We were trying to solve a medical crisis a few months ago.  I finally decided that I needed to attack the dilemma like I would an engineering problem.  I typed out a list of my knowns and unknowns.  I almost drew a free-body diagram!  I took it with me to my doctor and we were able to come to a working solution quickly.  She still talks about the report I brought her!
    
    My 3 year old is constantly asking me “why” these days.  My favorite response is “what do you think?”  I love seeing her little wheels turn as she tries to figure it out.  Then we discuss her solution.  I want her to have confidence and to think for herself.  I realize that we expose her to science way more than arts, but she seems to like it.  Here’s a conversation we recently had:
    Scarlett: what is power?
    Me: "Energy over time:
    S: "I need more power."
    M: "Well, you can increase your energy or decrease the time you're using it.  How could you increase your energy?"
    S: "Eat healthy food and get lots of sleep?"
    M: "Yes!!!  And then you'll have more power!"
    We might have a little enginerd on our hands!  :-)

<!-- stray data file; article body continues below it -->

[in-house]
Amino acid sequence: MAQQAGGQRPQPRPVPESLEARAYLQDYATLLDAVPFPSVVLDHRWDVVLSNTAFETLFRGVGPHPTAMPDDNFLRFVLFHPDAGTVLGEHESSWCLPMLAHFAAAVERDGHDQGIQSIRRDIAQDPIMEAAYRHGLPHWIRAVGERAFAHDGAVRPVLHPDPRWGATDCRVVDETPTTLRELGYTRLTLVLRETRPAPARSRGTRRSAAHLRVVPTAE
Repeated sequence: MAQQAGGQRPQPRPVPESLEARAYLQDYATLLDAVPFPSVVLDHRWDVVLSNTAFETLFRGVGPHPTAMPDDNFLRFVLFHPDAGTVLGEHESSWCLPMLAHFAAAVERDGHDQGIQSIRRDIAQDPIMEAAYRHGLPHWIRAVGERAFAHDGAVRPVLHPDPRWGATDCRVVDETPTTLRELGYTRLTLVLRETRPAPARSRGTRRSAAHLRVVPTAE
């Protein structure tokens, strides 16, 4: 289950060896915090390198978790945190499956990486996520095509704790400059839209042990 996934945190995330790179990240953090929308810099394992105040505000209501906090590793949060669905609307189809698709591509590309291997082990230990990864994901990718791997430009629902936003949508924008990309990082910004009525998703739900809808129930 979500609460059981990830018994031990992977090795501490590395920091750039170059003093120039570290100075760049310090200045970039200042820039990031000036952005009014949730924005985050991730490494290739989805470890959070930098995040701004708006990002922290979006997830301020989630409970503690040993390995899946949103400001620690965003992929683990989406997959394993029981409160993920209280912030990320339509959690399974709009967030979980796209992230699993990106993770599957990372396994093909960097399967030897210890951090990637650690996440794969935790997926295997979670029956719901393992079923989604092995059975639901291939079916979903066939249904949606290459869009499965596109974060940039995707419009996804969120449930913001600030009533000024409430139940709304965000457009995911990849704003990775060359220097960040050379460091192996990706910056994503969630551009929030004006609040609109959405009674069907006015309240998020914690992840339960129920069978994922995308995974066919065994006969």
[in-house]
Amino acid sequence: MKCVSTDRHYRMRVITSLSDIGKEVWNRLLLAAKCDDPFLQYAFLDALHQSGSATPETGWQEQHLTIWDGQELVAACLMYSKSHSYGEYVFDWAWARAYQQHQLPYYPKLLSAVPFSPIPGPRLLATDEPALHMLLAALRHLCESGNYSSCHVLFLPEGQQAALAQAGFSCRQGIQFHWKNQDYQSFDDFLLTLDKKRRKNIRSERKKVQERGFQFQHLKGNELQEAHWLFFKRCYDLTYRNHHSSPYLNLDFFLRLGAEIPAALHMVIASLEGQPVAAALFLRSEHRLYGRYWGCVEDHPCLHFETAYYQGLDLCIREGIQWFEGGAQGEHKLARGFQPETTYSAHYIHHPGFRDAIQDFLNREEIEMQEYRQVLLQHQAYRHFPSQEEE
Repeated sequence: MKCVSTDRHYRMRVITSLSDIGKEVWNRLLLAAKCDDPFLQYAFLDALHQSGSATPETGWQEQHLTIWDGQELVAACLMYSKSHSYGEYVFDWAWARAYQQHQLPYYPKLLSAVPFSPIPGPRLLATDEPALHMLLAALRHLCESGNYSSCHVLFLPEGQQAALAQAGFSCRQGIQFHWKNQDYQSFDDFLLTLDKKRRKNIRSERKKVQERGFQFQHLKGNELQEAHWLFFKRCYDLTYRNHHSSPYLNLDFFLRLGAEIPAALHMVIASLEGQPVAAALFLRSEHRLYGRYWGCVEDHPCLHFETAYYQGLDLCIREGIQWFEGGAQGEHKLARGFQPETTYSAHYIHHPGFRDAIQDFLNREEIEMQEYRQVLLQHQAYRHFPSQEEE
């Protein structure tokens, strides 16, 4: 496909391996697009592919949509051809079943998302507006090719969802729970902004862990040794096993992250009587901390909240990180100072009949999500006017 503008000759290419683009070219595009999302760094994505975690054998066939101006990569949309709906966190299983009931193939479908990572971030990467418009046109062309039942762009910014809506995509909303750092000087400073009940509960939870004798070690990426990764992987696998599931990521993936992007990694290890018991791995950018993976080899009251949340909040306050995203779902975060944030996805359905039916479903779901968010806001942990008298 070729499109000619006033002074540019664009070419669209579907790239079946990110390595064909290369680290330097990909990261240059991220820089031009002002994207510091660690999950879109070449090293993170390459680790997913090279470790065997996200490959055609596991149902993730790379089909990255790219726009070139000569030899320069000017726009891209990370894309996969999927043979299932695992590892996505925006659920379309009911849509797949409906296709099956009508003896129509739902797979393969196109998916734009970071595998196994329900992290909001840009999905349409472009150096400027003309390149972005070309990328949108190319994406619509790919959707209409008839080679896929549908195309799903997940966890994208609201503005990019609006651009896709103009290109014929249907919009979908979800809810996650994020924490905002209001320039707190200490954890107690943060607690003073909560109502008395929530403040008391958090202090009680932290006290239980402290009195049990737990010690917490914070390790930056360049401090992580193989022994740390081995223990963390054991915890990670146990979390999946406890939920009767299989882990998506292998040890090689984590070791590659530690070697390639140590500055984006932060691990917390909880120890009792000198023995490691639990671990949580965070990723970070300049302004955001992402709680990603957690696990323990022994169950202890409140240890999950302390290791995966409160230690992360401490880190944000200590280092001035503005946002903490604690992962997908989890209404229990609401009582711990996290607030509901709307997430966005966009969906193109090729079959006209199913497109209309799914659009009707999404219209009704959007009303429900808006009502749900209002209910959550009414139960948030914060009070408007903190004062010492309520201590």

*THE FINANCIAL DECISION*
    My dad always told me “you can have anything you want, you just can’t have everything.”  I really think that’s true.  You just have to decide what you really want.  When I quit my job I realized we were going to be living off of one income.  That was a scary realization.  But you can figure it out.  Some things have to wait.  We decided that paying off student loans was the best choice for us at the time.  Other things go on the backburner.  I couldn’t have the solid gold baby stroller that I wanted but I found some pretty cool stuff in my price range instead. 
    
    With me being home, I am in a position where I can really support Jake’s career.  I remember how exhausting the stress of work can be.  I try to let him unwind when he gets home instead of shoving a kid in his arms as he walks in (which is my first instinct).  I try to be understanding when he works late and I realize that he would rather be playing paper airplanes than listening to his boss’s demands.  But there are days when I just need him home.  I try, but I’m not perfect.  Someday I’ll be the glossy, fancy wife that he married and not this frumpy, frazzled mom that I morphed into, but he doesn’t care.  He’s told me how grateful he is to know our kids are home safe with me.  I realized that being a SAHM isn’t just about my career, but it’s also about letting Jake pursue his career and giving him the support he needs to really chase his goals.  We’re a team.  We’re in this messy adventure together.